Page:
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Case Reports in Neurological Medicine
Volume 2013, Article ID 473618, 5 pages
http://dx.doi.org/10.1155/2013/473618
Case Report

Posterior Reversible Encephalopathy Syndrome in a Patient with Newly Diagnosed HIV Infection and End Stage Renal Disease

1Department of Neurology, Howard University Hospital, 2041 Georgia Avenue Northwest, Washington, DC 20001, USA
2Department of Internal Medicine, Howard University Howard, 2041 Georgia Avenue Northwest, Washington, DC 20001, USA

Received 8 March 2013; Accepted 8 April 2013

Academic Editors: J. E. Cohen and M. Moonis

Copyright © 2013 Mohankumar Kurukumbi et al. This is an open access article distributed under the Creative Commons Attribution License, which permits unrestricted use, distribution, and reproduction in any medium, provided the original work is properly cited.

Abstract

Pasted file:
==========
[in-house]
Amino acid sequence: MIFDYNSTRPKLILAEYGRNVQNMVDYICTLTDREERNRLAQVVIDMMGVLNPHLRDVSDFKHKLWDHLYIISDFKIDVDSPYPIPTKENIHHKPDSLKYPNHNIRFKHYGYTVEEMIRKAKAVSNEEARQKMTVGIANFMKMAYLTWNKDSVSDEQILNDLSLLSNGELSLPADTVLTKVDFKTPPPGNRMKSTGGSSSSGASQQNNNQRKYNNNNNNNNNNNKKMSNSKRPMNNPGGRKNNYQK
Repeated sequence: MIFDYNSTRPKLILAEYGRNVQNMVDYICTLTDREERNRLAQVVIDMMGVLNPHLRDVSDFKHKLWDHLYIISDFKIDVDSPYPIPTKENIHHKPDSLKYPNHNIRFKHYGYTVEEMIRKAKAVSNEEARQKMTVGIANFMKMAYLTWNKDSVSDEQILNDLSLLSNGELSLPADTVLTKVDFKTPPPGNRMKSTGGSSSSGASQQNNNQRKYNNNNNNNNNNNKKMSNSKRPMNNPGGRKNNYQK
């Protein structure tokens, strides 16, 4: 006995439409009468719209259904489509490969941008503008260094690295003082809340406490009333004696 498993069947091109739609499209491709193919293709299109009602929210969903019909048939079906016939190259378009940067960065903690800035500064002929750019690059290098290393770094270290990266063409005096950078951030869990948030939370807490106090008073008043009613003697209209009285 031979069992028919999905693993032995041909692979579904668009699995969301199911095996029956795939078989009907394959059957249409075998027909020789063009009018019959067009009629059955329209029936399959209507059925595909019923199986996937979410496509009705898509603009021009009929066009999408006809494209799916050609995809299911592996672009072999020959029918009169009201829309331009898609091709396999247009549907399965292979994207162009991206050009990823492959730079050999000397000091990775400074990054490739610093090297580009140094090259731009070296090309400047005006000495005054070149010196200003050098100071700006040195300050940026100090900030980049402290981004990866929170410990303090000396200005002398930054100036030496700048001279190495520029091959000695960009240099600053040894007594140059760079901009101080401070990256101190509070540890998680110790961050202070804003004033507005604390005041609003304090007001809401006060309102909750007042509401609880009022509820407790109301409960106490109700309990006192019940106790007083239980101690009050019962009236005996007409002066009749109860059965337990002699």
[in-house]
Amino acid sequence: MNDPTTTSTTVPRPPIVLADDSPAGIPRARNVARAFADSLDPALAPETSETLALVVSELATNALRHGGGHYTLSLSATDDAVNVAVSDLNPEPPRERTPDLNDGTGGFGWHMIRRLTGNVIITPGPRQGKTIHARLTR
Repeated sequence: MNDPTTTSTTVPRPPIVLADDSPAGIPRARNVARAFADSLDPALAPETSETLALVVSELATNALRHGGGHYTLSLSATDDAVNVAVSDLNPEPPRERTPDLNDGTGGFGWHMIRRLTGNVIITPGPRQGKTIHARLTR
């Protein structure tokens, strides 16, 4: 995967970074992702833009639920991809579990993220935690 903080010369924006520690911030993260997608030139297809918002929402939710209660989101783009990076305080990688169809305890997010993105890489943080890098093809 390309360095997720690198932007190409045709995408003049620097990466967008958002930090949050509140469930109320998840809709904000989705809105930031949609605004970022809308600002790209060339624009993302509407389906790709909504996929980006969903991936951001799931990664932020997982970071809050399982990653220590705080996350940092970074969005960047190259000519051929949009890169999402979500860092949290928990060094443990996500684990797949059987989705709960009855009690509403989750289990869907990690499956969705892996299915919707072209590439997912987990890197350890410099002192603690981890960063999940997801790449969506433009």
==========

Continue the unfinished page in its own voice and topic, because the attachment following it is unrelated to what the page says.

Posterior reversible encephalopathy syndrome (PRES) is a clinicoradiological syndrome in which patients present with an acute or subacute clinical presentation of seizures, visual disturbances, headache, and altered mental status. The pathophysiology of PRES may be explained by endothelial dysfunction that leads to transudation of fluids and protein, resulting in vasogenic cerebral edema. PRES is typically associated with many conditions such as hypertension, uremia, immunosuppressive drugs, and sepsis. This is a case report of a 39-year-old woman with untreated HIV infection and end-stage renal disease (ESRD) who developed PRES with a normal blood pressure and no other known causes of PRES. Untreated HIV is associated with known endothelial dysfunction and we believe that this, in combination with her untreated end-stage renal disease, contributed to her unique presentation of PRES. Although uncommon in HIV-infected patients and challenging to diagnose, prompt recognition of PRES is critical to provide appropriate care and ensure reversibility of the vasogenic edema seen in PRES.